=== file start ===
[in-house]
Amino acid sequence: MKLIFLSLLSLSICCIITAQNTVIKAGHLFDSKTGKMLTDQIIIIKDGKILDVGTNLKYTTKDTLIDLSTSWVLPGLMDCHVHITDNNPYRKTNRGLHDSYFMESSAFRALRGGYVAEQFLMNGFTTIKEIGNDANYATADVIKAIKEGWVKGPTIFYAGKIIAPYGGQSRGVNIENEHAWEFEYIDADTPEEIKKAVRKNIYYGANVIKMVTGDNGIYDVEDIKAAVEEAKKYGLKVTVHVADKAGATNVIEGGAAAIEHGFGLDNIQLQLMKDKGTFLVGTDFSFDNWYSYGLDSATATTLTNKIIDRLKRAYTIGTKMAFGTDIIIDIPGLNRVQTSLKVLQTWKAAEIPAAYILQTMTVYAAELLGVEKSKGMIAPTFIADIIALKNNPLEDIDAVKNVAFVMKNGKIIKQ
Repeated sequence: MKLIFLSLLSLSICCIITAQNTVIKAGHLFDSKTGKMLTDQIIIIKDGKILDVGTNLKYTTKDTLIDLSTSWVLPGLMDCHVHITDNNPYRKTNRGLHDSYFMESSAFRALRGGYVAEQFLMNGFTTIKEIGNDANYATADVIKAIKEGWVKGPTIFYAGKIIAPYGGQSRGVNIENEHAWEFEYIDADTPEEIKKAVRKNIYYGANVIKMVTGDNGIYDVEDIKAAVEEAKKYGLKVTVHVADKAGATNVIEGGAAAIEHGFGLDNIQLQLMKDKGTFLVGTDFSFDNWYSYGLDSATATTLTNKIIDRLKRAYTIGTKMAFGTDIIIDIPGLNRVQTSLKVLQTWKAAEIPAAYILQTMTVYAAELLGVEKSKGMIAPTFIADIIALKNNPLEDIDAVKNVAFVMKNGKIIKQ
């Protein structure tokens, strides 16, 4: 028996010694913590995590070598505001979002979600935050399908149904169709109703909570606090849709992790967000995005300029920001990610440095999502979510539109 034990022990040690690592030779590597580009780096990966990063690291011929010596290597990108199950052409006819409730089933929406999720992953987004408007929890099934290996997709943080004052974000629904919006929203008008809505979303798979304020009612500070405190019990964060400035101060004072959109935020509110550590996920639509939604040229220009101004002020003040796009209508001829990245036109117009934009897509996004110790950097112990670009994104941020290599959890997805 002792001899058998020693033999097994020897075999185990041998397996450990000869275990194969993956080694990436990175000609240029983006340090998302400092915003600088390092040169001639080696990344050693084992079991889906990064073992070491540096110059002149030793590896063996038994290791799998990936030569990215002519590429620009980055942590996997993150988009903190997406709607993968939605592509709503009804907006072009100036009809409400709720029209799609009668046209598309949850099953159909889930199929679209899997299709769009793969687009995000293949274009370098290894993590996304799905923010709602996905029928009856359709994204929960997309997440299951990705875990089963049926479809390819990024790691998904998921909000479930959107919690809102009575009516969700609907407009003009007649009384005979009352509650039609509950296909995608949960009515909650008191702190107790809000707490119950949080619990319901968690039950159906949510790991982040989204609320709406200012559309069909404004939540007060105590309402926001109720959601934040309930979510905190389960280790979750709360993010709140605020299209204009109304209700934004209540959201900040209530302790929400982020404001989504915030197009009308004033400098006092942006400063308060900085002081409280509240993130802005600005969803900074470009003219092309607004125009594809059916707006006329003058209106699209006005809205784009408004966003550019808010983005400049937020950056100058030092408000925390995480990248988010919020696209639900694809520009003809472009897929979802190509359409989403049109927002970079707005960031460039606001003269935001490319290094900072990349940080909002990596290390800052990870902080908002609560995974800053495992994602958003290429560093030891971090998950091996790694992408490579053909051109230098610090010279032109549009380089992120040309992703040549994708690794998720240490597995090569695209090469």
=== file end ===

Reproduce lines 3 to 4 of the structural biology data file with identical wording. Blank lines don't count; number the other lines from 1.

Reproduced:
Repeated sequence: MKLIFLSLLSLSICCIITAQNTVIKAGHLFDSKTGKMLTDQIIIIKDGKILDVGTNLKYTTKDTLIDLSTSWVLPGLMDCHVHITDNNPYRKTNRGLHDSYFMESSAFRALRGGYVAEQFLMNGFTTIKEIGNDANYATADVIKAIKEGWVKGPTIFYAGKIIAPYGGQSRGVNIENEHAWEFEYIDADTPEEIKKAVRKNIYYGANVIKMVTGDNGIYDVEDIKAAVEEAKKYGLKVTVHVADKAGATNVIEGGAAAIEHGFGLDNIQLQLMKDKGTFLVGTDFSFDNWYSYGLDSATATTLTNKIIDRLKRAYTIGTKMAFGTDIIIDIPGLNRVQTSLKVLQTWKAAEIPAAYILQTMTVYAAELLGVEKSKGMIAPTFIADIIALKNNPLEDIDAVKNVAFVMKNGKIIKQ
């Protein structure tokens, strides 16, 4: 028996010694913590995590070598505001979002979600935050399908149904169709109703909570606090849709992790967000995005300029920001990610440095999502979510539109 034990022990040690690592030779590597580009780096990966990063690291011929010596290597990108199950052409006819409730089933929406999720992953987004408007929890099934290996997709943080004052974000629904919006929203008008809505979303798979304020009612500070405190019990964060400035101060004072959109935020509110550590996920639509939604040229220009101004002020003040796009209508001829990245036109117009934009897509996004110790950097112990670009994104941020290599959890997805 002792001899058998020693033999097994020897075999185990041998397996450990000869275990194969993956080694990436990175000609240029983006340090998302400092915003600088390092040169001639080696990344050693084992079991889906990064073992070491540096110059002149030793590896063996038994290791799998990936030569990215002519590429620009980055942590996997993150988009903190997406709607993968939605592509709503009804907006072009100036009809409400709720029209799609009668046209598309949850099953159909889930199929679209899997299709769009793969687009995000293949274009370098290894993590996304799905923010709602996905029928009856359709994204929960997309997440299951990705875990089963049926479809390819990024790691998904998921909000479930959107919690809102009575009516969700609907407009003009007649009384005979009352509650039609509950296909995608949960009515909650008191702190107790809000707490119950949080619990319901968690039950159906949510790991982040989204609320709406200012559309069909404004939540007060105590309402926001109720959601934040309930979510905190389960280790979750709360993010709140605020299209204009109304209700934004209540959201900040209530302790929400982020404001989504915030197009009308004033400098006092942006400063308060900085002081409280509240993130802005600005969803900074470009003219092309607004125009594809059916707006006329003058209106699209006005809205784009408004966003550019808010983005400049937020950056100058030092408000925390995480990248988010919020696209639900694809520009003809472009897929979802190509359409989403049109927002970079707005960031460039606001003269935001490319290094900072990349940080909002990596290390800052990870902080908002609560995974800053495992994602958003290429560093030891971090998950091996790694992408490579053909051109230098610090010279032109549009380089992120040309992703040549994708690794998720240490597995090569695209090469």